Democracy against Civility? Majoritarian Politeness and Subaltern Dissent in Contemporary India

Archived


Date: Dec. 15, 2016

Venue: Board Room, 601, Tata Institute of Social Sciences, Mumbai


The voting for Brexit in Britain and the presidential nomination and election of Donald Trump in USA signify growing solidarity on racial and ethnic lines in these western democracies. In democracies across the world, indeed, issues of class inequalities are increasingly framed along ethno-cultural identities , and India provides no postcolonial exception to this generalisation. Collective identities under democracies and high globalisation tend to privilege cultural majoritarianism, simultaneously constructing a fear of minority culture and numbers (Appadurai 2006). Such fears mobilized on cultural grounds through democratic processes could bring many projects of subaltern emancipation at loggerheads with majoritarian sensibilities.

While democracy as a global project has significant achievements over the last century, present developments and past experiences also point to the universal problems of how to maintain trust and civility. Competitive politics, freedom of speech and association, and universal suffrage do not always result in an extension of civility towards marginal minorities. Democracy has always carried with it the possibility that the majority might tyrannize minorities (Mann, 2005). In India, as against the peril of ethnic cleansing, organized violence is limited to waves (Hansen 1999). While prejudices against minorities are increasingly institutionalized through democratic institutions and cultural codes, violence against minorities is dispersed. Yet such violence often constitutes critical events (Das, 1997). Prejudice is not merely a function of material inequalities, as the history of violence against Dalits, Muslims and other marginal groups in India suggests. Along with majoritarian politeness, prejudice constructs the paradox of democratic consolidation and institutionalised inequalities.

The discourses of tolerance, pluralism and multiculturalism have limited analytical value for studying democracy. While emphasizing peace, these discourses undermine trust and civility across communities. Tolerance runs the risk of becoming a burden to be shouldered by marginal groups whereas majoritarian prejudice may be cast as politeness – and praised as being central for deliberative democracy. This workshop on democracy and civility will bring together scholars to engage with the vexed relationship between democracy and civility in India.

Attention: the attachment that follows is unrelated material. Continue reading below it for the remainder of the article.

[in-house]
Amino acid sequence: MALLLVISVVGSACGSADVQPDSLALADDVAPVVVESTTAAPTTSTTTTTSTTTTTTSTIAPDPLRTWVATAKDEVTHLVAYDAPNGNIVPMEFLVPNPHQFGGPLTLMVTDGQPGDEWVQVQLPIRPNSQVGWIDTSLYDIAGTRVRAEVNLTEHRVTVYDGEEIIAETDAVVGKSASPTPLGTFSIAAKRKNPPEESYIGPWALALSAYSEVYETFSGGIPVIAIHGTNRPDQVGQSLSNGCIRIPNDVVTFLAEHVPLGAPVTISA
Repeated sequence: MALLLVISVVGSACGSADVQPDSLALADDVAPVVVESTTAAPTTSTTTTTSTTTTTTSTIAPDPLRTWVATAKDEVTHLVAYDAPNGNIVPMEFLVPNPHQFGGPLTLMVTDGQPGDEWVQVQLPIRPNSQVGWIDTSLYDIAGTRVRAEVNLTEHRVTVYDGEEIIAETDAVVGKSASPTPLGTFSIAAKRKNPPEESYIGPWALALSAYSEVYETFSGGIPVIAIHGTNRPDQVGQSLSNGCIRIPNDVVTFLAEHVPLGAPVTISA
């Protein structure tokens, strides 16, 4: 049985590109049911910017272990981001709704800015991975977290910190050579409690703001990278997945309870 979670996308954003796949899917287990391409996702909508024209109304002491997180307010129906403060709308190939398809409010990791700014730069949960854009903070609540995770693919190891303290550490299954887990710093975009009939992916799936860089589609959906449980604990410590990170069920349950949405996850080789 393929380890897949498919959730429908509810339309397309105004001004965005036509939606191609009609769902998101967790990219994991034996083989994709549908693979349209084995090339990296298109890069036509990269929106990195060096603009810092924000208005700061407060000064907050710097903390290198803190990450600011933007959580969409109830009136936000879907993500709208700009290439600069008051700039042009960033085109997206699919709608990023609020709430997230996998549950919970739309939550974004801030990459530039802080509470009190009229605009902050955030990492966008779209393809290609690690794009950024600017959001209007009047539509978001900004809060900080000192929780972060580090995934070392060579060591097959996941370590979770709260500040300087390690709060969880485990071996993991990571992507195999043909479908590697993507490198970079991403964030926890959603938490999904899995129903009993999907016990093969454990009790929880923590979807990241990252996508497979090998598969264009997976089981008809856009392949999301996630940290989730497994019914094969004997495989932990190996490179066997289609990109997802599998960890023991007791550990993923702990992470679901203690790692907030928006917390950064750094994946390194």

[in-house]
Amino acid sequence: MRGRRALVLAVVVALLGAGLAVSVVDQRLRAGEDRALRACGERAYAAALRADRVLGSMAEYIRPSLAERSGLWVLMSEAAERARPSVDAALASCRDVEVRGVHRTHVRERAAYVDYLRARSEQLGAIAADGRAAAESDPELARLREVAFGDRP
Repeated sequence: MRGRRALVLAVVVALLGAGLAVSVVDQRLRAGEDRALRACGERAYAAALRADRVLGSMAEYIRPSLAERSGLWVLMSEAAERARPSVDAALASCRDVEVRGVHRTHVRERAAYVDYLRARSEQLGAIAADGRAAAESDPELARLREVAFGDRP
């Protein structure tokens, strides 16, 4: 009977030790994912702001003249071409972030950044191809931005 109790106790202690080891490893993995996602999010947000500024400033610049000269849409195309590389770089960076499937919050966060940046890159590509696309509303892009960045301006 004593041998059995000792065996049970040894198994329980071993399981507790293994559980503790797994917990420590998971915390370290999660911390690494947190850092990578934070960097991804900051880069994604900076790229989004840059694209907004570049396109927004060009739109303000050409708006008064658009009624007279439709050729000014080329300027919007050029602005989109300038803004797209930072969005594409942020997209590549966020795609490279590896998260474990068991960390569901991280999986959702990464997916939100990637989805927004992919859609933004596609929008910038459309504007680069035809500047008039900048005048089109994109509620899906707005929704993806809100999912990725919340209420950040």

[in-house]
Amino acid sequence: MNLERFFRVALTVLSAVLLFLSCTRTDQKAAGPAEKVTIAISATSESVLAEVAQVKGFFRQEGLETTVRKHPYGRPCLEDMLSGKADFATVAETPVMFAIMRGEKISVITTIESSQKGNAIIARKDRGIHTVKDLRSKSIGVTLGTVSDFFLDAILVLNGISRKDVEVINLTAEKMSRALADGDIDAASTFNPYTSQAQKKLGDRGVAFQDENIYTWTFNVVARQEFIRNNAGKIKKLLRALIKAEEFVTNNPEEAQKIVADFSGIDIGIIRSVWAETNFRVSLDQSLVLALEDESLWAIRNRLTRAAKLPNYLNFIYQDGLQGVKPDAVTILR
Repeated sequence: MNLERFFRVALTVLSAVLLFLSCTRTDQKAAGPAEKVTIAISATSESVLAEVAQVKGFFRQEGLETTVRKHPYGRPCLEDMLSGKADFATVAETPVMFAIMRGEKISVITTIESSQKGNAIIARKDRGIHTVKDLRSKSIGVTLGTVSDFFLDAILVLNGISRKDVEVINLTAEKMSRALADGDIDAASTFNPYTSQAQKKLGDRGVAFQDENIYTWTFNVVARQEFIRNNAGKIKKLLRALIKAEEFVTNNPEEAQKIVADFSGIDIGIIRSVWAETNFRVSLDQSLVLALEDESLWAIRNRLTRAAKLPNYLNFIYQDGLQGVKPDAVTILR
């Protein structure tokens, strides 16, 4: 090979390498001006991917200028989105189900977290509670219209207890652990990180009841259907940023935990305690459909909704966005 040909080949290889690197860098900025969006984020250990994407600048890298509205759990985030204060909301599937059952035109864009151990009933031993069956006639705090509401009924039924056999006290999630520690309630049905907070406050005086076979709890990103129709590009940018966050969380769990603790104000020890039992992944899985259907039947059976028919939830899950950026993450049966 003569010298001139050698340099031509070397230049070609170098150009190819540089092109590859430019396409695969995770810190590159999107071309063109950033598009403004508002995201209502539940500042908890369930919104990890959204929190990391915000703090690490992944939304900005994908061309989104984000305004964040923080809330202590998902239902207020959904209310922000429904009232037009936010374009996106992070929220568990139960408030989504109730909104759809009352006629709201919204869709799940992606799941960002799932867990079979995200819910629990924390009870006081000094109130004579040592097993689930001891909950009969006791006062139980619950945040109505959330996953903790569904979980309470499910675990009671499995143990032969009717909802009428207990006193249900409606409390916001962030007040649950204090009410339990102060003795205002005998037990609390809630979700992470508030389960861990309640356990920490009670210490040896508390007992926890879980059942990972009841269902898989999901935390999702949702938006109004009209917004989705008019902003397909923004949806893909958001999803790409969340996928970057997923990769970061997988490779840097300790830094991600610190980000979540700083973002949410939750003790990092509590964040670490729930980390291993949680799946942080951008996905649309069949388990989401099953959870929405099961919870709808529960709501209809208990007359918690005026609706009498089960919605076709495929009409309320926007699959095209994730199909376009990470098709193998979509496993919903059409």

This workshop will be held on 15 th December 2016 at Board Room, 601, Tata Institute of Social Sciences, Mumbai. It is part of the UKIERI Collaborative Project between TISS and University of Edinburgh on Marginal Populations, Social Mobilisation and Development.

Suryakant Waghmore and Hugo Gorringe
Workshop Coordinators

Participants:

Arun Iyer is Assistant Professor of Philosophy, Department of Humanities and Social Sciences, Indian Institute of Technology-Bombay

Faisal Devji is University Reader in Modern South Asian History and Director, St Antony's College Asian Studies Centre, University of Oxford)

Gopal Guru is Professor of Political Studies, Jawaharlal Nehru University

Khalid Anis Ansari is Senior Assistant Professor, Law School, Glocal University

Parthasarathi Mondal is Assistant Professor- Selection Grade and Chairperson - Centre for Social Theory, School of Development Studies, Tata Institute of Social Sciences

Praskanva Sinharay is Doctoral Scholar, Centre for Studies in Social Sciences

Qudsiya Contractor is Assistant Professor, Centre for Study of Social Exclusion and Inclusive Policies, Tata Institute of Social Sciences

Ramesh Bairy is Associate Professor of Sociology, Department of Humanities and Social Sciences, Indian Institute of Technology-Bombay

Rowena Robinson is Professor of Sociology, Department of Humanities and Social Sciences, Indian Institute of Technology-Bombay

Suryakant Waghmore is Associate Professor of Sociology at Department of humanities and Social Sciences IIT-B and Professor at TISS (on Lien)

Swagato Sarkar is Associate Professor and Associate Dean, Jindal School of Government and Public Policy, O.P Jindal Global University

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